The present invention is directed, in part, to improved polysaccharides containing at least one oxime linkage. Specifically, in one aspect, there are provided polysaccharides of Formula I:
Another aspect of the invention relates to processes for preparing a polysaccharide comprising at least one oxime linkage, the process comprising contacting a first saccharide with a second saccharide in the presence of galactose oxidase, wherein each of the saccharides comprises at least one —ONH2 functionality and at least one —CH2OH functionality oxidizable by the galactose oxidase.
Still another aspect of the invention relates to processes of preparing a polysaccharide comprising at least one oxime linkage, the process comprising contacting a first saccharide with a second saccharide, wherein each of the saccharides comprises at least one —ONH2 functionality and at least one precursor to a —CHO functionality, and converting the precursor to the —CHO functionality.
Yet another aspect of the invention relates to processes of preparing a polysaccharide comprising at least one oxime linkage, the process comprising contacting a first saccharide with a second saccharide, wherein each of the saccharides comprises at least one —CHO functionality and at least one —ONH2 functionality.
These and other aspects of the invention will become more apparent from the present specification and claims.
For the purpose of illustrating embodiments of the invention, there are shown in the drawings forms which are presently preferred. It should be understood, however, that this invention is not limited to the precise arrangements and instrumentalities shown.
Various definitions are made throughout this document. Most words have the meaning that would be attributed to those words by one skilled in the art. Words specifically defined either below or elsewhere in this document have the meaning provided in the context of the present invention as a whole and as are typically understood by those skilled in the art.
The term “polysaccharide,” as used herein, refers to a polymer comprising a plurality (i.e., two or more) of covalently linked saccharide residues. Linkages may be natural or unnatural. Natural linkages include, for example, glycosidic bonds, while unnatural linkages may include, for example, ester, amide, or oxime linking moieties. Polysaccharides may have any of a wide range of weight average molecular weight (Mw) values of at least about 500 daltons. For example, the polysaccharides can have molecular weights of at least about 1000, 2000, 4000, 6000, 8000, 10,000 daltons or even higher. Polysaccharide may have straight chain or branched structures. The phrase “low molecular weight polysaccharide,” as used herein, is meant to refer to a polysaccharide having a weight average molecular weight ranging from about 500 to about 5000 daltons, or more preferably from about 500 to about 2000 daltons, or even more preferably from about 500 to about 1000 daltons. Low molecular weight polysaccharides can be generated by degradation (e.g., hydrolysis) of larger polysaccharides. Degradation can be achieved by any of a variety of means known to those skilled in the art including treatment of polysaccharides with acid, base, heat, or enzymes to yield degraded polysaccharides. Enzymatic degradation of galactomannan gums using mannanase is well known to those skilled in the art as a process that yields, inter alia, degraded galactomannan gums comprising low molecular weight polysaccharides.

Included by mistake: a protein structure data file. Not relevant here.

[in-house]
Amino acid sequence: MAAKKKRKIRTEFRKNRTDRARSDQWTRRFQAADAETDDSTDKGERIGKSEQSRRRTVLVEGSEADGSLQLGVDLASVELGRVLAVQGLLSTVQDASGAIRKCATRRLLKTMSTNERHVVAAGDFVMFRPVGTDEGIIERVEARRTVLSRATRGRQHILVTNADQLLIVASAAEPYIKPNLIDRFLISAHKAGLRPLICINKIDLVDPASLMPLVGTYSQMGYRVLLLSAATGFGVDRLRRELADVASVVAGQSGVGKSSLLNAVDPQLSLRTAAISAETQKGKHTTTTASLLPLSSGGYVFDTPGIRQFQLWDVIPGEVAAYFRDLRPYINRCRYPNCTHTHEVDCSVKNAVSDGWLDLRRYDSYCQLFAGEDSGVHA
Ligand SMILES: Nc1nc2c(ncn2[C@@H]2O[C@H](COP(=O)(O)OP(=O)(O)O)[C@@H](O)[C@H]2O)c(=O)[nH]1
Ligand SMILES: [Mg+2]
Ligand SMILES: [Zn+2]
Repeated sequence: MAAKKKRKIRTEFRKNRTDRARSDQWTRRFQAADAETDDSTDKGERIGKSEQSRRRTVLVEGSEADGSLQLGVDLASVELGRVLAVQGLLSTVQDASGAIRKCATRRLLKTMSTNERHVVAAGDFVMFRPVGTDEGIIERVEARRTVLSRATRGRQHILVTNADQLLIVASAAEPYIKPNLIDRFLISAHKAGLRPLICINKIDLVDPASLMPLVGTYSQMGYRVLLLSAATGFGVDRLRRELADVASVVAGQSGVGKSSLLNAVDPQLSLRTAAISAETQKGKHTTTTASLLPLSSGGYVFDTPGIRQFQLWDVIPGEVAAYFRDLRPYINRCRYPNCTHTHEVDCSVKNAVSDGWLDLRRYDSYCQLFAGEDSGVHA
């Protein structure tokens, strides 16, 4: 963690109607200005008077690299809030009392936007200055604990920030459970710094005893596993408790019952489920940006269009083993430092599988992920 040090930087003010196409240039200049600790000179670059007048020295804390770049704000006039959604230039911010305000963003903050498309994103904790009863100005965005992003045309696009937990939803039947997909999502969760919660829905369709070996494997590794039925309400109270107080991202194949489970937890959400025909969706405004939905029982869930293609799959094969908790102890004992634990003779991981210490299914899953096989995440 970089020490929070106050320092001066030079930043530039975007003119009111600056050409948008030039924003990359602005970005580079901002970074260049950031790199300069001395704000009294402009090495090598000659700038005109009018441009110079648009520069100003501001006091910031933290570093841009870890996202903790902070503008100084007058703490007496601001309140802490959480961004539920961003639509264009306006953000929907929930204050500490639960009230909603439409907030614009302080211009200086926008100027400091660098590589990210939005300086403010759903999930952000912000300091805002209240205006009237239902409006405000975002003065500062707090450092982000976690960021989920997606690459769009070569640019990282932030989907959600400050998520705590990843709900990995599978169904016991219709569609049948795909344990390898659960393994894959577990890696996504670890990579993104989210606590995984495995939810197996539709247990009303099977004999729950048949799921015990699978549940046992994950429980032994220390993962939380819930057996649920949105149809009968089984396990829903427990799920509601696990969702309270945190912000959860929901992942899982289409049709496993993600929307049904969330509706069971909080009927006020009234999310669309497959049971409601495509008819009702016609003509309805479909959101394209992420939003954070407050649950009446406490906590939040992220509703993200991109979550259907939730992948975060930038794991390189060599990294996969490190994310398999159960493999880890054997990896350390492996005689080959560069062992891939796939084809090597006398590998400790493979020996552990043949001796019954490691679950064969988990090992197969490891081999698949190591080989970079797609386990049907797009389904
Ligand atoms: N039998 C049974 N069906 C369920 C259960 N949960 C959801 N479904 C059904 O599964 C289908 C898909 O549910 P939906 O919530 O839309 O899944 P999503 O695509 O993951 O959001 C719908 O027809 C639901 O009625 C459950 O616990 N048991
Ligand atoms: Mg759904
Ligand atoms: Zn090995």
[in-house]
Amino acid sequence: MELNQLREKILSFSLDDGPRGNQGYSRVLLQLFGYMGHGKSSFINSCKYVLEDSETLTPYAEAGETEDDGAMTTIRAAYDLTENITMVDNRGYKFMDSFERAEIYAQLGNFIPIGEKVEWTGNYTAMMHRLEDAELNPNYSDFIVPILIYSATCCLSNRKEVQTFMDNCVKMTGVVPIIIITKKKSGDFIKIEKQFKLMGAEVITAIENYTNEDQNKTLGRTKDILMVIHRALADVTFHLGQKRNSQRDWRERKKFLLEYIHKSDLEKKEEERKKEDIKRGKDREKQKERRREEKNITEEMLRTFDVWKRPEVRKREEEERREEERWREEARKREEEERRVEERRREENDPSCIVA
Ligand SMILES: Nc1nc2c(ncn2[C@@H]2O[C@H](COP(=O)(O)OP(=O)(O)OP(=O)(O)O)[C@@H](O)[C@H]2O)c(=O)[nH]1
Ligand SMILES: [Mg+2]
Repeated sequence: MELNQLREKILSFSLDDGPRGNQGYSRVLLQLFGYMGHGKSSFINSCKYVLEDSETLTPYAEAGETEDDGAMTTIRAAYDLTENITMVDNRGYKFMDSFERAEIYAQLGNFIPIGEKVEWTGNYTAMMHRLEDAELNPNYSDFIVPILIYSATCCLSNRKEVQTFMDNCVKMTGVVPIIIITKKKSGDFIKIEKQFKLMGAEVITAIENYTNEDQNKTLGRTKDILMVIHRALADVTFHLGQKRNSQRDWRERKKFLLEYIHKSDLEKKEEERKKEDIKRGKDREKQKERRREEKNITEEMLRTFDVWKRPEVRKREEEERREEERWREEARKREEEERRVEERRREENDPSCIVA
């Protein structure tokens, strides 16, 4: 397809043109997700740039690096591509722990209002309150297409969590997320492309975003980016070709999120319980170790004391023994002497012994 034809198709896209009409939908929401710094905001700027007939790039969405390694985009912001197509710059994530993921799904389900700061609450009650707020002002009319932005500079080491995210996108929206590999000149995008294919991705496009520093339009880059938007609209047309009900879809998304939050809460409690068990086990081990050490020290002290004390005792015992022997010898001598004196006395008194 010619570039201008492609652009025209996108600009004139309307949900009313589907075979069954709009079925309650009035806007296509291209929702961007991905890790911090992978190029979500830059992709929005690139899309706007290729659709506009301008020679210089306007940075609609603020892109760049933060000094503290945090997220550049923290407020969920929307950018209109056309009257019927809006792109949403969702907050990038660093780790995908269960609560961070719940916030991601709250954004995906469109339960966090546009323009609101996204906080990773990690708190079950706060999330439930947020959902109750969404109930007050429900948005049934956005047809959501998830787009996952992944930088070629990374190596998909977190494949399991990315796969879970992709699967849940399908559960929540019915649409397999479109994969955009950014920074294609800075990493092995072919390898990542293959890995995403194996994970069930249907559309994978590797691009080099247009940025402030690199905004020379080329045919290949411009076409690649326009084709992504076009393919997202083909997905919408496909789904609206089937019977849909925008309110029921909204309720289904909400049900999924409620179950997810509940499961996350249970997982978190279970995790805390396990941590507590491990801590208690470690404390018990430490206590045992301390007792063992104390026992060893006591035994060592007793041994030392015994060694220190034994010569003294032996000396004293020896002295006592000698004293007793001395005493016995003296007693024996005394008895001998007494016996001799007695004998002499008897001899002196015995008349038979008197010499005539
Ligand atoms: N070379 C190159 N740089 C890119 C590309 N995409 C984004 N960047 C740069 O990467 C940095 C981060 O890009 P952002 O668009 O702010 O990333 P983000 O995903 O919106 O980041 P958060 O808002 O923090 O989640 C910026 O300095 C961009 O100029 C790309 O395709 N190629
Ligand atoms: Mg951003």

As used herein, the phrase “oxime-linked polysaccharides” are polysaccharides containing at least one oxime linkage, preferably at least two oxime linkages, and even more preferably at least three oxime linkages. If desired, the oxime-linked polysaccharides may contain up to about 10,000 oxime linkages, or an even greater number.
As used herein, the term “saccharide” or “saccharide molecule” refers generally to any molecule typically understood by one skilled in the art to be a member of the sugar family of molecules, including, for example, aldoses and ketoses. Saccharides are the building blocks of polysaccharides. Saccharides may be in their straight-chain or cyclic hemiacetal forms. The saccharides may be naturally occurring or synthetic, and include all of the corresponding stereoisomers. Saccharides include monosaccharides, disaccharides, trisaccharides, low molecular weight polysaccharides, and derivatives thereof, including for example saccharides having substituents, side chains, or functionalizations that impart desired properties or reactivity. A “saccharide residue” is derived from a saccharide and represents the saccharide after incorporation into a polysaccharide. In referring to saccharide residues of oxime-linked polysaccharides, it is generally meant that the residues do not include the atoms of attached oxime linkages (—CH═N—O—) even though the atoms of the oxime linkage may originate from the saccharide molecules themselves.
The term “precursor,” as used herein, refers to a chemical group or moiety that may be chemically converted to another group or moiety. For example, a primary alcohol group may be oxidized to an aldehyde group and therefore may serve as a precursor to an aldehyde. Other precursors to aldehydes include protected aldehydes.